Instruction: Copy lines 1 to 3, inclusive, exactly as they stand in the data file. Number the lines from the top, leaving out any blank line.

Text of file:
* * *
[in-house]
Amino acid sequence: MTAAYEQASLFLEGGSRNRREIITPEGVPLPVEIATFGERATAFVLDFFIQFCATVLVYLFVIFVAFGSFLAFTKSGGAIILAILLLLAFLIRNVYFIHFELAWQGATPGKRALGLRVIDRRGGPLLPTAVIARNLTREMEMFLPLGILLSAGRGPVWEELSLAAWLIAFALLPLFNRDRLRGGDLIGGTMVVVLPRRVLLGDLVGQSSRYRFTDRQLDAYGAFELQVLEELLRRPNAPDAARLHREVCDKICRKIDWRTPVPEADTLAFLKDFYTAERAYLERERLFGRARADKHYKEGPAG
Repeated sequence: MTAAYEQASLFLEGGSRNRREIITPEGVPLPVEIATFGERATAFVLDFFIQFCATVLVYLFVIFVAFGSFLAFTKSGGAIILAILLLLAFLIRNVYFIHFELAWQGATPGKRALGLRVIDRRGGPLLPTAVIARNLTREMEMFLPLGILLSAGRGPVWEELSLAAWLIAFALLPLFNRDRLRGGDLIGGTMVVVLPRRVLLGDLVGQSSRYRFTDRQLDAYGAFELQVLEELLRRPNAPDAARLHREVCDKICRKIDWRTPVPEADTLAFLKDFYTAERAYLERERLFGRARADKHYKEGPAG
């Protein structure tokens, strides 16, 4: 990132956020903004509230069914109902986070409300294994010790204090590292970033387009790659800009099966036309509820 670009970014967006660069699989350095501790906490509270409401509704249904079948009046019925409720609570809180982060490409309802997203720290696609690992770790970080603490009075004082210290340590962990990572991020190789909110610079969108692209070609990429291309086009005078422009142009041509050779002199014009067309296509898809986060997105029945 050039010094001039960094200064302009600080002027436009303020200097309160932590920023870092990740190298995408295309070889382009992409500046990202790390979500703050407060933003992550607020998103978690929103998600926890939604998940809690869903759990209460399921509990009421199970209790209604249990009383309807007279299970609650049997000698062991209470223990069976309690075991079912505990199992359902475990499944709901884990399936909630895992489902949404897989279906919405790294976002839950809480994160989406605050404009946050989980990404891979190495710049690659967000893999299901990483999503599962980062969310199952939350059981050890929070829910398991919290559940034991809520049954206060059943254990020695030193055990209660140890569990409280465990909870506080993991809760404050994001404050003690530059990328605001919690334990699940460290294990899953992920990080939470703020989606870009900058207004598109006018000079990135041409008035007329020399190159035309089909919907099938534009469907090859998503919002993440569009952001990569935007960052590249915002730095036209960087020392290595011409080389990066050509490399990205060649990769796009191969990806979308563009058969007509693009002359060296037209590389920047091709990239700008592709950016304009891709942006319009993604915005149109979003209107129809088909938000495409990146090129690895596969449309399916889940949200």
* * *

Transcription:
[in-house]
Amino acid sequence: MTAAYEQASLFLEGGSRNRREIITPEGVPLPVEIATFGERATAFVLDFFIQFCATVLVYLFVIFVAFGSFLAFTKSGGAIILAILLLLAFLIRNVYFIHFELAWQGATPGKRALGLRVIDRRGGPLLPTAVIARNLTREMEMFLPLGILLSAGRGPVWEELSLAAWLIAFALLPLFNRDRLRGGDLIGGTMVVVLPRRVLLGDLVGQSSRYRFTDRQLDAYGAFELQVLEELLRRPNAPDAARLHREVCDKICRKIDWRTPVPEADTLAFLKDFYTAERAYLERERLFGRARADKHYKEGPAG
Repeated sequence: MTAAYEQASLFLEGGSRNRREIITPEGVPLPVEIATFGERATAFVLDFFIQFCATVLVYLFVIFVAFGSFLAFTKSGGAIILAILLLLAFLIRNVYFIHFELAWQGATPGKRALGLRVIDRRGGPLLPTAVIARNLTREMEMFLPLGILLSAGRGPVWEELSLAAWLIAFALLPLFNRDRLRGGDLIGGTMVVVLPRRVLLGDLVGQSSRYRFTDRQLDAYGAFELQVLEELLRRPNAPDAARLHREVCDKICRKIDWRTPVPEADTLAFLKDFYTAERAYLERERLFGRARADKHYKEGPAG